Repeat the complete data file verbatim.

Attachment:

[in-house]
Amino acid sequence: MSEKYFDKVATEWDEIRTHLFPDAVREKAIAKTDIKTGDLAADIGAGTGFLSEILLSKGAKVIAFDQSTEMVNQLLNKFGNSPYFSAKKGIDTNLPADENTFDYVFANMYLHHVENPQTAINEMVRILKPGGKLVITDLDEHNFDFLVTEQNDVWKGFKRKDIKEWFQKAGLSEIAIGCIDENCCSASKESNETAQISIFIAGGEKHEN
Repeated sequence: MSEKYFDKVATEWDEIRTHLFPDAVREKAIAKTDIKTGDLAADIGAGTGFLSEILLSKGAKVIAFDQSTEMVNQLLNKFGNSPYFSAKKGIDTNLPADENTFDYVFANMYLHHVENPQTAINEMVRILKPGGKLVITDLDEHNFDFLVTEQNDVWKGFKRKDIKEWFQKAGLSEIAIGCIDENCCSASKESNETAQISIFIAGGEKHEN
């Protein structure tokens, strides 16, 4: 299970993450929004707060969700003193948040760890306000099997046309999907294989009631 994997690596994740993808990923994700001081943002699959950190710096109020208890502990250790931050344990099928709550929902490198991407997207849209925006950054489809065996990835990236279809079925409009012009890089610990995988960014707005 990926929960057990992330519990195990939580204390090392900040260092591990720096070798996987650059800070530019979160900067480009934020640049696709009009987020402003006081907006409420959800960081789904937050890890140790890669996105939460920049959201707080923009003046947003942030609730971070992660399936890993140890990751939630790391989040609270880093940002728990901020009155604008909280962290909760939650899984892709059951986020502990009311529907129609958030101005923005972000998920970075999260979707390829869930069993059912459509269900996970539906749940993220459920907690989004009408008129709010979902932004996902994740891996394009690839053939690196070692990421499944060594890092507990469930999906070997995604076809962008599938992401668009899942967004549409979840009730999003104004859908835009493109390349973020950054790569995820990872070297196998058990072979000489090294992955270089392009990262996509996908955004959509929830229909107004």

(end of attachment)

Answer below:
[in-house]
Amino acid sequence: MSEKYFDKVATEWDEIRTHLFPDAVREKAIAKTDIKTGDLAADIGAGTGFLSEILLSKGAKVIAFDQSTEMVNQLLNKFGNSPYFSAKKGIDTNLPADENTFDYVFANMYLHHVENPQTAINEMVRILKPGGKLVITDLDEHNFDFLVTEQNDVWKGFKRKDIKEWFQKAGLSEIAIGCIDENCCSASKESNETAQISIFIAGGEKHEN
Repeated sequence: MSEKYFDKVATEWDEIRTHLFPDAVREKAIAKTDIKTGDLAADIGAGTGFLSEILLSKGAKVIAFDQSTEMVNQLLNKFGNSPYFSAKKGIDTNLPADENTFDYVFANMYLHHVENPQTAINEMVRILKPGGKLVITDLDEHNFDFLVTEQNDVWKGFKRKDIKEWFQKAGLSEIAIGCIDENCCSASKESNETAQISIFIAGGEKHEN
């Protein structure tokens, strides 16, 4: 299970993450929004707060969700003193948040760890306000099997046309999907294989009631 994997690596994740993808990923994700001081943002699959950190710096109020208890502990250790931050344990099928709550929902490198991407997207849209925006950054489809065996990835990236279809079925409009012009890089610990995988960014707005 990926929960057990992330519990195990939580204390090392900040260092591990720096070798996987650059800070530019979160900067480009934020640049696709009009987020402003006081907006409420959800960081789904937050890890140790890669996105939460920049959201707080923009003046947003942030609730971070992660399936890993140890990751939630790391989040609270880093940002728990901020009155604008909280962290909760939650899984892709059951986020502990009311529907129609958030101005923005972000998920970075999260979707390829869930069993059912459509269900996970539906749940993220459920907690989004009408008129709010979902932004996902994740891996394009690839053939690196070692990421499944060594890092507990469930999906070997995604076809962008599938992401668009899942967004549409979840009730999003104004859908835009493109390349973020950054790569995820990872070297196998058990072979000489090294992955270089392009990262996509996908955004959509929830229909107004």